In no particular order (because there was none), among many other things, we talked about…

  • Storytelling - how some audiences might be excluded from giving by (misguided?) beliefs that they dont give, and how perhaps we’re just not telling the right stories powerfully enough.
  • The ‘Iron Rule’ - in her podcast, Reni also speaks to Matthew Bolton at Citizens UK. He wrote a book about community organising called ‘How to Resist’ in which he describes the Iron Rule: ‘Never do for others what they can do for themselves’. That led to a conversation about...
  • Dignity - how both Gabby and Ra’ed were so powerful in ensuring the dignity of the people they work with, and linked to that…
  • Paternalism - how the charity sector is too often led by those who do not have lived experience of the issues they seek to overcome and the danger of thinking ‘we know best’ for the people we serve.
  • Small things - by telling Gabbi and Ra’ed’s stories, Reni wasn’t suggesting that we should all take big actions like creating new organisations - small actions count too. So we had a discussion about doing small things to effect change.

It was a brilliant, free-roaming discussion. But given one of our organisational values is to 'Make shit happen', when the discussion turned, as inevitably it must, to the ‘So what?’ we looped back to Reni’s response to the white podcast host. 

What we decided to do was to ‘diagnose’ where we might have influence, both individually and collectively as Good Innovation. So where we’ll start to DO something is to understand who we could influence and how we might go about it. Just in the brief time we threw out some ideas, we came up with an impressive list - charity sector bodies, sector influencers, suppliers. I’ve no doubt there'll be many more when we do the exercise properly.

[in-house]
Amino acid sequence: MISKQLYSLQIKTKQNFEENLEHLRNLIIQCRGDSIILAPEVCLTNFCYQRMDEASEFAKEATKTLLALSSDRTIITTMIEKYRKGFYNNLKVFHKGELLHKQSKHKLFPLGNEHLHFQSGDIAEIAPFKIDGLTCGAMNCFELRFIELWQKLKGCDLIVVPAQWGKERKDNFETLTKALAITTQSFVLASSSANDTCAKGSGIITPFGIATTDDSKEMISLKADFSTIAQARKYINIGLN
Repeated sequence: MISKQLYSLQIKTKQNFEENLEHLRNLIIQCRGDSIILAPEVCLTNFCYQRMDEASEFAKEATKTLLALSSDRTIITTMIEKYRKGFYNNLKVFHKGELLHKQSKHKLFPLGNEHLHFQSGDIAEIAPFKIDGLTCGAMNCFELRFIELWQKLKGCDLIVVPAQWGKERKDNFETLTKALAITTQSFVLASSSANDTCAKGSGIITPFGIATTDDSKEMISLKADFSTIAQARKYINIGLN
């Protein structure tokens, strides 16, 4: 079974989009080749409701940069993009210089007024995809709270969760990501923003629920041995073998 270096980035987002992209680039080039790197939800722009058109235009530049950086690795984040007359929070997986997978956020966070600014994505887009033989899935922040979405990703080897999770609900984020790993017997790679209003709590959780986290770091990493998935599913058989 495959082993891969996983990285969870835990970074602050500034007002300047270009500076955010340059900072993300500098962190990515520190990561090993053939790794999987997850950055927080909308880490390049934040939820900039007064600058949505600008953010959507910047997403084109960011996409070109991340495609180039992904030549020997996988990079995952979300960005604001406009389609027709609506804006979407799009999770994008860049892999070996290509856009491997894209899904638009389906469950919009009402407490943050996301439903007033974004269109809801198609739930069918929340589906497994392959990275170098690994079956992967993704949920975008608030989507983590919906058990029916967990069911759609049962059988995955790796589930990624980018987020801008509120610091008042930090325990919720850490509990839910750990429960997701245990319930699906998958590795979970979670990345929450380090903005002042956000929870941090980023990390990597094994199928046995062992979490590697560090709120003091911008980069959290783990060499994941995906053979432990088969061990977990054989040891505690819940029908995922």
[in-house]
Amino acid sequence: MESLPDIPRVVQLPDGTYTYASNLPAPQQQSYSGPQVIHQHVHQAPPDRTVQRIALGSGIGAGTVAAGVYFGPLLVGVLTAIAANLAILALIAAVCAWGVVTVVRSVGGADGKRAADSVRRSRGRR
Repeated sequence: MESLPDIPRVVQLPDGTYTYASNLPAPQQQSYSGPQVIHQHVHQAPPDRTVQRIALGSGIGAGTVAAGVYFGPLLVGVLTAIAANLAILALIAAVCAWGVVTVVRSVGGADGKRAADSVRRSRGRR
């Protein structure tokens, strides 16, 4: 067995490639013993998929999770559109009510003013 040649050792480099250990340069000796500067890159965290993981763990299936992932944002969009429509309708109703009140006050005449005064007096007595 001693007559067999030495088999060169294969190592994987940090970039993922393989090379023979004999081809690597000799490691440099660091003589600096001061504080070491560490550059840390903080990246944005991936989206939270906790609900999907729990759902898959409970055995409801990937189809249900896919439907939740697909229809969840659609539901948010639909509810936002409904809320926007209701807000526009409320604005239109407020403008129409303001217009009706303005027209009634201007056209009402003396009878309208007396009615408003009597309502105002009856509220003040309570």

Reni quotes the Queensland Aboriginal activists group who said “If you have come here to help me, you are wasting your time. But if you have come because your liberation is bound up with mine, then let us work together.”

So we are not going to help people of colour. Instead we’ll stand in solidarity with them by influencing who and where we can in the belief that we will all benefit from greater equality and justice. 

Like the white podcast host, we will get things wrong, we will make mistakes. We may on occasion say the wrong thing, ask the wrong question. But, like the white podcast host, we’ll learn our lessons and we’ll move on. 

The important thing is that we DO something. 

[If this approach sounds interesting, please get in touch and we’ll outline how we’re going about it. We’ll also publish our approach once we’ve designed it in case other organisations, businesses, charities want to replicate it. It’d be great to share notes and experiences with others who attempt it. And we’ll continue to explore what else we can do.]